This is my arm after a bout of sanding and a quick hand wash.

Friday, June 15, 2007

I LOVE THIS JOB!


Closet update: I installed the shelf today and now have a fully functioning small walk-in closet. Don't talk to me about the number of times I plastered and sanded and painted - I have discovered that I am not the best plasterer ever and will gladly hire a professional for any project that is not the inside of an unlit storage closet (a.k.a. people will actually see it in daylight).
Job Update: I am currently reading through the book of Job in the Bible and wow - I like it! I am sure the translation (Peterson's The Message) has something to do with it and also, I guess I am seeing and understanding and able to hear things that I could not at other times in my life. It really is not the wretched and pitiful tale that we have made it out to be: that of a man suffering while God stands back and encourages the devil to take his best shot. To me, at least at this reading, it is a story that calls for our idea of God to be enlarged. Job's trouble is not his awful circumstances - it is his inability to think that God is bigger than his situation!
Here are a few quotes...
"God is far greater than any human. So how dare you haul him into court, and then complain that he won't answer your charges? God always answers, one way or another, even when people don't recognize his presence." Job 33
"If God is silent, what's that to you? If he turns his face away, what can you do about it? But whether silent or hidden, he's there, ruling, so that those who hate God won't take over and ruin people's lives...Just because you refuse to live on God's terms, do you think he should start living on yours?" Job 34
"If you sin what difference could that make to God? No matter how much you sin, will it matter to him? Even if you're good, what would God get out of that? Do you think he's dependent on your accomplishments?" Job 35
"Oh, Job, don't you see how God's wooing you from the jaws of danger? How he's drawing you into wide-open places - inviting you to feast at a table laden with blessings? And here you are laden with the guilt of the wicked, obsessed with putting the blame on God!" Job 36
"No one can escape the weather - it's there. And no one can escape from God...Whether for discipline or grace or extravagant love, he makes sure they make their mark...As gold comes from the northern mountains, so a terrible beauty streams from God...Mighty God! Far beyond our reach! Unsurpassable in power and justice! It's unthinkable that he'd treat anyone unfairly. So bow to him in deep reverence, one and all! If you're wise, you'll most certainly worship him." Job 37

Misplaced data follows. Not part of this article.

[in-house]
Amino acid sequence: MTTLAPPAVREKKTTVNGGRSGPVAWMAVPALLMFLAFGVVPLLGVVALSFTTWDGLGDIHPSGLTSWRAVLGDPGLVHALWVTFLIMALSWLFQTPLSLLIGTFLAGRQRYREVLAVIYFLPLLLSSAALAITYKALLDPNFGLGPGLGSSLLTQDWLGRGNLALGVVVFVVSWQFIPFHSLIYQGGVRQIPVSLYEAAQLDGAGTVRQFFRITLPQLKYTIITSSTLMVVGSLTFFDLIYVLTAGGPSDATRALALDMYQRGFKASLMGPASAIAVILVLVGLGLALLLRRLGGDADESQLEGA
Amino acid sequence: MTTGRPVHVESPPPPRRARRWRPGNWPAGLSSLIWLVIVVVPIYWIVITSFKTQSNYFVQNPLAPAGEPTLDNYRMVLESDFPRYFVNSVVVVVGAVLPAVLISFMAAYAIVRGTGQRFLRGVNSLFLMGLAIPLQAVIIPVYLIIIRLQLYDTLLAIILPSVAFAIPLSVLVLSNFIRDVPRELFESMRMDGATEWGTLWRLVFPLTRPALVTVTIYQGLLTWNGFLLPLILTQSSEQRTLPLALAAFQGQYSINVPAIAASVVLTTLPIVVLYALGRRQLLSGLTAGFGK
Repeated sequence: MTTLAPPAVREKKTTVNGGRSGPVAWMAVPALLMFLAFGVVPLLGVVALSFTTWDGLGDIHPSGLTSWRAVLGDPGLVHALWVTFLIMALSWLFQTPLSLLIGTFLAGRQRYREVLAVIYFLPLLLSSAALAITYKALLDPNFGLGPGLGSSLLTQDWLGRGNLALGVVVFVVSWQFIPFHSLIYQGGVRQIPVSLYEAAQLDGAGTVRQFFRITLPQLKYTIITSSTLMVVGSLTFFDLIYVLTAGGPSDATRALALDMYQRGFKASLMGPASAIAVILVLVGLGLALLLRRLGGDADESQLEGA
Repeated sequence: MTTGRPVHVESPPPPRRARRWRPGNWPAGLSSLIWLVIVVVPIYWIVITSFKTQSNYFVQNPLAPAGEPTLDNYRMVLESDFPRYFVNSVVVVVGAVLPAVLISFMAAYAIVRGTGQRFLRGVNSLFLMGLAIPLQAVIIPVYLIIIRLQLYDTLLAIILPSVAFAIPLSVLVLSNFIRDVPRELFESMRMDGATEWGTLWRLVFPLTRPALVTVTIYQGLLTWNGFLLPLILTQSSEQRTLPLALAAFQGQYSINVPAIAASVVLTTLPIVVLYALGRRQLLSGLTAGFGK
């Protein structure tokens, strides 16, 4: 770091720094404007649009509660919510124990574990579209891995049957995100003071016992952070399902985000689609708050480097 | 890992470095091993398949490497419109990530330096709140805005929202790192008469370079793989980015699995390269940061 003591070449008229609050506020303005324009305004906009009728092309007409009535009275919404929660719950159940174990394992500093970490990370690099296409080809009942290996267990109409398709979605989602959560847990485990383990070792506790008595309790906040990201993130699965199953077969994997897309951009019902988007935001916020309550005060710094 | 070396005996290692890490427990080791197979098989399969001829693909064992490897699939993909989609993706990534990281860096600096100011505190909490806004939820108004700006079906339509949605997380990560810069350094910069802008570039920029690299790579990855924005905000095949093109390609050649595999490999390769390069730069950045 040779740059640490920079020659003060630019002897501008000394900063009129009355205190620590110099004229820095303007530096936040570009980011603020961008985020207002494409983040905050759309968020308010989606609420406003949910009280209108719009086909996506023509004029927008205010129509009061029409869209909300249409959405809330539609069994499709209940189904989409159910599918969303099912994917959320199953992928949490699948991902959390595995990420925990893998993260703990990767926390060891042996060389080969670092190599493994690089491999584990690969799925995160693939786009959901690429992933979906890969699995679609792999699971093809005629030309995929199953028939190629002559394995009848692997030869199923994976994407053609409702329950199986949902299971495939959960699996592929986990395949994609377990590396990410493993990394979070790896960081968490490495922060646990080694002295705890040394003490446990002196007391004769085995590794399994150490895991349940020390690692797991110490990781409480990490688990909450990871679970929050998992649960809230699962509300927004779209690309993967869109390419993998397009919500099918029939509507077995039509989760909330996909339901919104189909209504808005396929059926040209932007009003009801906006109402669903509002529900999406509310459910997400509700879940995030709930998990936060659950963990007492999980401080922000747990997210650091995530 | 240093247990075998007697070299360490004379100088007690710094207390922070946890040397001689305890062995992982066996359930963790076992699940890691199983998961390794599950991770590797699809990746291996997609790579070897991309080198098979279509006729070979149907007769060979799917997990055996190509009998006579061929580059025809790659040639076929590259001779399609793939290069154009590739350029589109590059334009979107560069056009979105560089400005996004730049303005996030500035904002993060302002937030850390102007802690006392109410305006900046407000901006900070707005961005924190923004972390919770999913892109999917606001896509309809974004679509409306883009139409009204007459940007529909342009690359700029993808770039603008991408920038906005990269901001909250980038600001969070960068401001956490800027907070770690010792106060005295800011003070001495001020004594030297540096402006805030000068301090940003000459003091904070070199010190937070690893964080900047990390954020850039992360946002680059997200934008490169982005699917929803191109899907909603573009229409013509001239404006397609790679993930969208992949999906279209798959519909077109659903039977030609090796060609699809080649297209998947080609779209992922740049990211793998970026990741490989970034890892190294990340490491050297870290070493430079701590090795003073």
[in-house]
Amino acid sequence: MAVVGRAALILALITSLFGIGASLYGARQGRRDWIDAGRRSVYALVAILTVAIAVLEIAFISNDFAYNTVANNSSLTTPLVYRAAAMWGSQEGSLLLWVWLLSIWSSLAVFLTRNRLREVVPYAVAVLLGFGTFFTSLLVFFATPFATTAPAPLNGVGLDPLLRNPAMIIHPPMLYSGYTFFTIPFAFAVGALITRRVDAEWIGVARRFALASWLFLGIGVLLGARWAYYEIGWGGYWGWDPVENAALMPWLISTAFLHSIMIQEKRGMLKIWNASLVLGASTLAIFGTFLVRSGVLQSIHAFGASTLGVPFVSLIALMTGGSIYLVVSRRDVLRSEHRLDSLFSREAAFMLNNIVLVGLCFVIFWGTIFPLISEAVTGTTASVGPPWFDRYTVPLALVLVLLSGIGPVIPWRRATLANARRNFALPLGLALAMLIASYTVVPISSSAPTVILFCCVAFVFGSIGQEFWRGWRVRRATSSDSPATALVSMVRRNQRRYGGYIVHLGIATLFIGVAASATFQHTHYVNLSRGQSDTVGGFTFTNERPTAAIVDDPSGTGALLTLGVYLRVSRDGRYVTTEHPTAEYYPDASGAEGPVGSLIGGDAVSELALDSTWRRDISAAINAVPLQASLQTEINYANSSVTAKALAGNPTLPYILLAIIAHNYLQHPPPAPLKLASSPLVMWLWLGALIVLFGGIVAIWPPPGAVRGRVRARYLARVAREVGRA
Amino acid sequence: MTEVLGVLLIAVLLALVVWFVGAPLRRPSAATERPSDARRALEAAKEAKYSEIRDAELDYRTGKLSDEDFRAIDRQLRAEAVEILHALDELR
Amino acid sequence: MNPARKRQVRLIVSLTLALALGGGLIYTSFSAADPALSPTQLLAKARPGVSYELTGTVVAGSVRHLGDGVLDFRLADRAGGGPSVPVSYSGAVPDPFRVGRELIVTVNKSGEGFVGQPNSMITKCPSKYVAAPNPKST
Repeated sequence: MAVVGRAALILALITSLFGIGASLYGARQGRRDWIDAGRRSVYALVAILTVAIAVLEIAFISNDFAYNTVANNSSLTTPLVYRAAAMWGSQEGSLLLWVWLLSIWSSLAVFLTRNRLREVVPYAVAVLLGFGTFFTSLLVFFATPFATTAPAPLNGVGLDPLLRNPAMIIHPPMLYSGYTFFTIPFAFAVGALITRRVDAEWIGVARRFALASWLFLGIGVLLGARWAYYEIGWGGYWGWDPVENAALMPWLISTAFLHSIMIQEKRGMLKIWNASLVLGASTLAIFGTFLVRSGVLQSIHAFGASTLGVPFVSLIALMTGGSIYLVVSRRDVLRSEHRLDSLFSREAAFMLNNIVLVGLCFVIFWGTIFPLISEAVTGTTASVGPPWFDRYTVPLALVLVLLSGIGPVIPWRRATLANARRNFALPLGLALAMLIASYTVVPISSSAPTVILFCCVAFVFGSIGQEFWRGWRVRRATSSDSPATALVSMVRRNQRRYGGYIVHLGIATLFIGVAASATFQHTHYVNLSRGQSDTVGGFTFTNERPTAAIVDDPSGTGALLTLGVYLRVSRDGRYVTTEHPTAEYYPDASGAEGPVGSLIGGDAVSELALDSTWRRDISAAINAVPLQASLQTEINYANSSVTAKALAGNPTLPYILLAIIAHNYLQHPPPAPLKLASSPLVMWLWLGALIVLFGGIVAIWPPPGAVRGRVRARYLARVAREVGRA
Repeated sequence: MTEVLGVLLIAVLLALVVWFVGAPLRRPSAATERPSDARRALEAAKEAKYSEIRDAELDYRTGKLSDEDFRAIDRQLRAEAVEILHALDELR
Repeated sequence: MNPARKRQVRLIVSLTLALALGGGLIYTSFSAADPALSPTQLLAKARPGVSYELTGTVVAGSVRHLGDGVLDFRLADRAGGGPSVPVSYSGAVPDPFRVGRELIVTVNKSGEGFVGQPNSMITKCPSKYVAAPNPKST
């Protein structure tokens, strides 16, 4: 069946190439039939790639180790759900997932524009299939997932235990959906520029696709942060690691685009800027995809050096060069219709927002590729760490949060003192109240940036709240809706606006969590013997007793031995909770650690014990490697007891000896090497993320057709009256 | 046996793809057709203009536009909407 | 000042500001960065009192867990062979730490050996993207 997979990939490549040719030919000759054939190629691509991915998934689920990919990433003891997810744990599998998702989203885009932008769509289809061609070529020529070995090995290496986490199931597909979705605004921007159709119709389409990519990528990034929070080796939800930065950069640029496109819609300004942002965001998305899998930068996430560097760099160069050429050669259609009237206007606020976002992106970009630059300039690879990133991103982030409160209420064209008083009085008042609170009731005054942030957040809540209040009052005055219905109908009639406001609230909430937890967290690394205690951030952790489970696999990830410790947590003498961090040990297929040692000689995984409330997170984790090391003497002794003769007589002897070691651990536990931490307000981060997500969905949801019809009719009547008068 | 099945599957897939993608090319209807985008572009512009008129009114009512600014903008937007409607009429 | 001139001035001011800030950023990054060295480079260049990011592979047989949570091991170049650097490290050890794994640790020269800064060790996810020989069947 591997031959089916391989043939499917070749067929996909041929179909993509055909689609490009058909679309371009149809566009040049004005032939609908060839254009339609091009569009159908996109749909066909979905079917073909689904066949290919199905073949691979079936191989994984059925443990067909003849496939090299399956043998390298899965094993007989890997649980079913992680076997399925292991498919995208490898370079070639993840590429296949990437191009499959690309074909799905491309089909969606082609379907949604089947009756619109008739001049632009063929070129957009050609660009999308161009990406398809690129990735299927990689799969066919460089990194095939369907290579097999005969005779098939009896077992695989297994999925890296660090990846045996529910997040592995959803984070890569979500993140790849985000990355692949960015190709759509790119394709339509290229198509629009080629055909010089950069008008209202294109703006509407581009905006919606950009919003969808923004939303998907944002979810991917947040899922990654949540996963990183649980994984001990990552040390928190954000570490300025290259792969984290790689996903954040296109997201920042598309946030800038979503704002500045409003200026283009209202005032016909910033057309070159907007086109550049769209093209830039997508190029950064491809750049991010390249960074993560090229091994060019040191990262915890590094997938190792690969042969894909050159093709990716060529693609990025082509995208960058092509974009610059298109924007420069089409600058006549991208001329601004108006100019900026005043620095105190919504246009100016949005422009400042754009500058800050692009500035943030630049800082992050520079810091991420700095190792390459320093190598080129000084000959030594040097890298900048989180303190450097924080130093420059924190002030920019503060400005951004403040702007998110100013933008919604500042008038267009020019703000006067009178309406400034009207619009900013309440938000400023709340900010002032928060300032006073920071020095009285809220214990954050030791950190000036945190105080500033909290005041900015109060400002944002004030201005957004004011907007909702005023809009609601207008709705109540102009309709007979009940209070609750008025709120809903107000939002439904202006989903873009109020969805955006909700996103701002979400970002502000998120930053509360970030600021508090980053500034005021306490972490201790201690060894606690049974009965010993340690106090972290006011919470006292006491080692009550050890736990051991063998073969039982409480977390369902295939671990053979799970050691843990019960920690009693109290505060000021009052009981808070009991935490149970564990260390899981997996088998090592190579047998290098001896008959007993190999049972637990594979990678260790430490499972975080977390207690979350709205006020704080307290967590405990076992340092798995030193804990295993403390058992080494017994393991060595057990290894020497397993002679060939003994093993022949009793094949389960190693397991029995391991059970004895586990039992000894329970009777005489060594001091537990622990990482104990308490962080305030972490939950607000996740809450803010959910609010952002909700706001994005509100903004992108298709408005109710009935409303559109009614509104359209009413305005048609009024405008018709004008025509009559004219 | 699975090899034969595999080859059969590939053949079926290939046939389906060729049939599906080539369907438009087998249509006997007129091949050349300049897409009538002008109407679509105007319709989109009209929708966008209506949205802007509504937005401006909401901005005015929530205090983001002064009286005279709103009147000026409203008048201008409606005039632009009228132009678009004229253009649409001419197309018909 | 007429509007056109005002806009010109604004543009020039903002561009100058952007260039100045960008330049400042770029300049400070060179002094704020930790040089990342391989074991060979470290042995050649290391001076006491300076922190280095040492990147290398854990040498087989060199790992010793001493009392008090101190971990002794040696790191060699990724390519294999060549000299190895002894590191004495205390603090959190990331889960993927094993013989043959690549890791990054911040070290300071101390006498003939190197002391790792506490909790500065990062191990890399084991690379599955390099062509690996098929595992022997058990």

This is the fence at Kelsey's where we had supper on the terrace on Tuesday night.

Wednesday, June 13, 2007

stopovers and such



This is the t-shirt my friend, Dan, was wearing yesterday. He had just flown back to Canada from South Africa and had a brief stopover in Switzerland where he picked up this fine souvenir for himself and some fine dark chocolate for me (well, his mom did, but I'll give him some credit here).
A lot of my friends are in transition of some sort right now. I personally love transition and get all adrenalised at the thought of entering some new phase of life or moving somewhere or travelling or well, anything new and different makes me jump up and down (unless, of course, it is a sad situation). Things for me are more about preparation than transition right now, which is not as exciting but very necessary. I will be having quite a few people in my home this summer and to that end, I am preparing and updating and furnishing the living quarters downstairs. It is just hard work, really, and the thing that keeps me motivated is that in 3 weeks I will be sitting down there with friends and it will be done and I will be able to enjoy their company in a fine and comfortable setting, completed and readied for their enjoyment and use.
Today's thoughts:
1. Sometimes the stopovers before we get where we are going are very enjoyable and we don't want to leave, sometimes they are less than pleasant, but stopovers are just temporary. Keep your eye on where you are going.
2. Preparation is necessary in order to fully enjoy the wonderful things God brings our way, be they marriage, jobs, other relationships, positions of authority, spiritual maturing, wonderful opportunities, service to others, broadening of ones horizons, or a change in community life. Don't shortchange your preparation, even when you think it won't make a big difference. Prepare your heart and mind to meet with and be changed by God.

Sunday, June 10, 2007

my unperfect life



Someone disappointed me this weekend. Somehow, after all this time living this life, it still shocked, surprised and offended me. I know my reaction was not a perfect one - silly how I can have an imperfect reaction to an imperfect world and think it is somehow justified or right or will work for me in some way just like expecting two wrongs to make a right. And oh yes, I feel somewhat excused from being part of the overall problem since I am only reacting and I did not actually DO anything.